Tajikistan Authorities Invite Ridicule with Demand Wikipedia Correct ‘Spelling Mistakes’
Akhal, 9 Oct 17

Tajikistan ruler Emomali Rakhmon's Tajik-language wikipedia entry.

Tajikistan's leader Emomali Rakhmon is looking to grow a reputation as a fastidious man who likes his house in order, so it might not come as a surprise that the authoritarian Central Asian country's language committee has blasted Wikipedia over spelling mistakes on its Tajik language entries. That government officials either do not realise that they can correct the mistakes themselves, or are too lazy to do so, might also not surprise.

Tajikistan's most memorable battle with new media came in 2012 when a top-ranking official summoned Facebook's Mark Zuckerberg to meet him “during office hours”. The government had blocked Facebook over “lies and slander” spread by opposition groups at the time.

Now, once again, Tajik authorities are shooting the messenger, this time because of spelling errors allegedly made by contributors to the online encyclopedia. Language committee official Saodatsho Matrobiyon said on October 2 that the mistakes “must be corrected” or Wikipedia might be challenged under Tajik law.

Ibrohimjon Rustamov, a US-based Tajik who is an active curator and editor of Wikipedia called the statement “senseless” in an interview with RFE/RL:

[Wikipedia] is free and public, it's edited by the world community, sometimes anonymously. It's senseless to demand editing from a source that can be edited by anyone, including by Tajikistan's language-committee specialists.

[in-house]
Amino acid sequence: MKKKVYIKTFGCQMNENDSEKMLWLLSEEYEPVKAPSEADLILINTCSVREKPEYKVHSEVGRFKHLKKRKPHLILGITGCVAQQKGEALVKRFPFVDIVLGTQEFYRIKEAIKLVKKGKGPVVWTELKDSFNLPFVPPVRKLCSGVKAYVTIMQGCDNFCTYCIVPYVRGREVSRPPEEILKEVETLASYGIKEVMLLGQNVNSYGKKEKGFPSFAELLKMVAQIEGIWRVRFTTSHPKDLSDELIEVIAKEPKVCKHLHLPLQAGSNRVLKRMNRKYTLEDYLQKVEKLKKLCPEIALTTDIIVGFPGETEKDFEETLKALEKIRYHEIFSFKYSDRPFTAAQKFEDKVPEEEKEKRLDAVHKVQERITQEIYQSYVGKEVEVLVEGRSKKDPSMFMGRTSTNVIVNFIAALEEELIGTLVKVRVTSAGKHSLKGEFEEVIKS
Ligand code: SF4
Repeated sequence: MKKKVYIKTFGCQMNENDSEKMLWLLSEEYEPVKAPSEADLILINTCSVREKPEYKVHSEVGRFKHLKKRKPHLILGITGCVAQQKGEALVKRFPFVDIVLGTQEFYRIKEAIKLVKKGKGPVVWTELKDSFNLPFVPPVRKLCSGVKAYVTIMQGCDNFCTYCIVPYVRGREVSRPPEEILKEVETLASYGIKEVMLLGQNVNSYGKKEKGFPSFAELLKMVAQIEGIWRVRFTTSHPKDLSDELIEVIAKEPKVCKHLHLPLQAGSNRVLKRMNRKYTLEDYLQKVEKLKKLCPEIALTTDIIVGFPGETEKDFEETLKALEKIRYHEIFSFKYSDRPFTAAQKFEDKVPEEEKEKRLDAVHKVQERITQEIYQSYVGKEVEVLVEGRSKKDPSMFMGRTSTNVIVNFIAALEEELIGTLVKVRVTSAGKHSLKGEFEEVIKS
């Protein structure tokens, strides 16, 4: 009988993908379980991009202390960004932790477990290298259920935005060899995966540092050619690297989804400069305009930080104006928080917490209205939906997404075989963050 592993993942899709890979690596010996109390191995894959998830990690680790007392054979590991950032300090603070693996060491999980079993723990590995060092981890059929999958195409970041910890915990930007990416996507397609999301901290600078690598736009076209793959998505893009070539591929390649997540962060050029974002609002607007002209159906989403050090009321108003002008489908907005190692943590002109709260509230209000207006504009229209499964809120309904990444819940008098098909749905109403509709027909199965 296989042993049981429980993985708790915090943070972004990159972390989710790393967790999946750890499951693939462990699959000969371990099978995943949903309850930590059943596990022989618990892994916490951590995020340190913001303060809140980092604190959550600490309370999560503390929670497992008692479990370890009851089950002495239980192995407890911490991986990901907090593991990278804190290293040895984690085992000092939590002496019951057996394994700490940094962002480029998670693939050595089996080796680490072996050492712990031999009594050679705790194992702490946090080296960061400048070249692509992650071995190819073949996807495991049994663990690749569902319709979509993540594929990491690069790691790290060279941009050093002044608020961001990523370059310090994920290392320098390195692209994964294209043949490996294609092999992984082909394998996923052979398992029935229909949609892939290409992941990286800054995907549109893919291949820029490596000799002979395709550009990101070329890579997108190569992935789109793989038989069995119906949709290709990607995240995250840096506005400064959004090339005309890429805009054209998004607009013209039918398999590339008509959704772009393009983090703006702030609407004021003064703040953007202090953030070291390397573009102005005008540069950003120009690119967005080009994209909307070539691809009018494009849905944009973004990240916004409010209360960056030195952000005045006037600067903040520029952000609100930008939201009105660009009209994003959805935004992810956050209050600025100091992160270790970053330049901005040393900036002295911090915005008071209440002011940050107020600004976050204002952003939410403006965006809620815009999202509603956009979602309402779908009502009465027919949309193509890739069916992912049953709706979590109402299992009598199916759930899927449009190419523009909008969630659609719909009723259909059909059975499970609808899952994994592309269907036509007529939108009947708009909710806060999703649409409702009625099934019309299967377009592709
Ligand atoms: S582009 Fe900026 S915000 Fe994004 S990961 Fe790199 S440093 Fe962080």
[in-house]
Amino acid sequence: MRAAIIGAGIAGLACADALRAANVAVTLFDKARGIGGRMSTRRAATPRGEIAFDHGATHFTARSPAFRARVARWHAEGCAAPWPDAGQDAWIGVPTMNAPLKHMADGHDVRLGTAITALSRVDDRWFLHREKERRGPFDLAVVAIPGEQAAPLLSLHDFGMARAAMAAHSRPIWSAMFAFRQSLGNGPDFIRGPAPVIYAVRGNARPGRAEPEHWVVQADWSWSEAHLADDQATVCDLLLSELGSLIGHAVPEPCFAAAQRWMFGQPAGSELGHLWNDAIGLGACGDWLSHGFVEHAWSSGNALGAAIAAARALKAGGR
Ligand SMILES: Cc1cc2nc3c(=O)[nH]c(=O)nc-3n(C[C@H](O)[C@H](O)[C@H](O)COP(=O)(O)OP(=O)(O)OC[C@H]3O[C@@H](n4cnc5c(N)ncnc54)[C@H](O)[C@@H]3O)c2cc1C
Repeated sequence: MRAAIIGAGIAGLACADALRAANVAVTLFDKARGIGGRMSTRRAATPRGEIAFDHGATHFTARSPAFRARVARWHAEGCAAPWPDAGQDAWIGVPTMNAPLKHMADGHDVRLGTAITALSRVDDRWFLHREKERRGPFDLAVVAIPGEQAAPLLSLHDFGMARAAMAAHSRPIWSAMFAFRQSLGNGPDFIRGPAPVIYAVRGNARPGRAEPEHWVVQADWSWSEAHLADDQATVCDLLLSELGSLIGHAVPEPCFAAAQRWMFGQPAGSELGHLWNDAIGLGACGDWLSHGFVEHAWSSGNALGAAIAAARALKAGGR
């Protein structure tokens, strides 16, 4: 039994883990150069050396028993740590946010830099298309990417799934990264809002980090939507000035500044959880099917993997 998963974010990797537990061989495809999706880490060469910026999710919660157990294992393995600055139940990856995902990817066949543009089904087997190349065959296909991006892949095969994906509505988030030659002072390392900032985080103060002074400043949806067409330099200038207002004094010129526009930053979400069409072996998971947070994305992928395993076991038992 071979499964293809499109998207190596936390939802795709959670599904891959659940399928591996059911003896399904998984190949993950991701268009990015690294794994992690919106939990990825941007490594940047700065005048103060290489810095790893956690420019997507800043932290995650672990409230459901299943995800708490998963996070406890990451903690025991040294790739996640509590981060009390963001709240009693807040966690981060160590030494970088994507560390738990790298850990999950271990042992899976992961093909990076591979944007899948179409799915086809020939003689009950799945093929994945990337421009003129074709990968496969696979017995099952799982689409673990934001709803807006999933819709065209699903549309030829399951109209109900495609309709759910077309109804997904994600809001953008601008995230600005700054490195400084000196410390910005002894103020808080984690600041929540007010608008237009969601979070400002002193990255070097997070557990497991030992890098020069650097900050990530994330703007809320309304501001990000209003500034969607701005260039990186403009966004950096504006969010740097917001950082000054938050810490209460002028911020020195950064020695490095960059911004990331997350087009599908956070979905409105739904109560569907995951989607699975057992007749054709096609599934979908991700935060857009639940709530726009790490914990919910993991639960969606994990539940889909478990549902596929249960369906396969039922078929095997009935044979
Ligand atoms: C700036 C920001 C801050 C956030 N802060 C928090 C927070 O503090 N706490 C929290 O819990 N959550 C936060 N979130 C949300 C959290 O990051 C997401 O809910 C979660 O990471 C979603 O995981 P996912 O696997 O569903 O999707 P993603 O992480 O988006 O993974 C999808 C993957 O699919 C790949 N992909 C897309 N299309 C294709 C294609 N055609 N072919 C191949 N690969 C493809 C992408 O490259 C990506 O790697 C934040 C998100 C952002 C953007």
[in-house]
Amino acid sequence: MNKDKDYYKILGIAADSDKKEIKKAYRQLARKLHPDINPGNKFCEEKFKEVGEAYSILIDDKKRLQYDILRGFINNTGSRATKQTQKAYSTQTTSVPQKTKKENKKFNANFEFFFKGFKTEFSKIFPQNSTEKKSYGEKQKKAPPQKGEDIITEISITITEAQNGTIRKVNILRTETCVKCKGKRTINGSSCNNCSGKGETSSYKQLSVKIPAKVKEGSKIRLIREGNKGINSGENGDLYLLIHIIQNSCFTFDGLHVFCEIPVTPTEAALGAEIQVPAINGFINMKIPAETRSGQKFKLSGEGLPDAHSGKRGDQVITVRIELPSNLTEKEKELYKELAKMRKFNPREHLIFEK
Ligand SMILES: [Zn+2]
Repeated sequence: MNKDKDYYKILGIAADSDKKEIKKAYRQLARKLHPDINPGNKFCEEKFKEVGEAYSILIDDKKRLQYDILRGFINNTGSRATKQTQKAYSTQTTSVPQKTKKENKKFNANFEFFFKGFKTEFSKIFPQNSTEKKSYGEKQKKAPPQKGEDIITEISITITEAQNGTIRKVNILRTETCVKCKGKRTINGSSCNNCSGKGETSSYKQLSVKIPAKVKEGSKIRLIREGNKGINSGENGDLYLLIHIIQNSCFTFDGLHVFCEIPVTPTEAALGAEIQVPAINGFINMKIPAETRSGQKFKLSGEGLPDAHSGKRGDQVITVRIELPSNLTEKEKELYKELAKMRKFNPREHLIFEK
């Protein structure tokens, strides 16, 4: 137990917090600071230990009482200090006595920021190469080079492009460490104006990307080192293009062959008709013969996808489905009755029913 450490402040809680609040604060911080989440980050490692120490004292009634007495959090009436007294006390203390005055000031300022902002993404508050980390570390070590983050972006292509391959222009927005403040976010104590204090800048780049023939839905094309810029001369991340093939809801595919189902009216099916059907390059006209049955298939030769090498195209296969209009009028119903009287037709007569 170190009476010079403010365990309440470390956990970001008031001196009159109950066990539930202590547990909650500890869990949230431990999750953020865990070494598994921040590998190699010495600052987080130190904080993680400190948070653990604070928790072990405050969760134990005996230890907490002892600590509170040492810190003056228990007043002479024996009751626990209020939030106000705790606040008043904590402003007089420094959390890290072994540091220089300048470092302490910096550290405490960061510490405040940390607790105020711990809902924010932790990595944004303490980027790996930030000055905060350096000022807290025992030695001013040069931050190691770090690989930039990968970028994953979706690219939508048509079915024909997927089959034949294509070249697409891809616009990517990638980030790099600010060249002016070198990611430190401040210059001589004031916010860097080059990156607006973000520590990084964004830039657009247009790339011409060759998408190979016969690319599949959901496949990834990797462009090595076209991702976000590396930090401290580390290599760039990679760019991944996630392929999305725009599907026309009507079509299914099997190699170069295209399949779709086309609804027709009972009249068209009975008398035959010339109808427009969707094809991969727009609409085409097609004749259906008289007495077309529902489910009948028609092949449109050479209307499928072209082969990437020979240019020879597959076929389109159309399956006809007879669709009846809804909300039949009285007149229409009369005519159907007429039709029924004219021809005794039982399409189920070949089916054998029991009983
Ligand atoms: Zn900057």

RFE'RL's report also noted:

The language committee has, in the past, warned hundreds of businesses and institutions across the country to correct or change their names according to Tajikistan's state-language law. Dozens of “offenders” have been subject to administrative punishments, including fines.

According to the latest statistics, there are close to 70,000 Wikipedia articles in Tajik. This is the result of hard-working activists such as Rustamov, who have been credited in the past by Rakhmon and other Tajik officials. It is not clear — other than a few misspells — what might have caused the volt-face.

But the committee's protest is consistent with a trend towards petty policy-making in the republic of 8.5 million people. Last month the government issued instructions banning traditional “loud crying” and black clothing among other things at local funerals, while female officials, teachers and students were effectively forced to wear national dress for a month earlier this year.

Such regulations cutting to the core of everyday life have come as Tajikistan suffers under a deep economic crisis linked to low domestic productivity and a dip in migrant remittances sent by over a million citizens working in Russia.

These more important problems — compounded by strident, systemic corruption and nepotism — are apparently problems that the government has no answer for at all.

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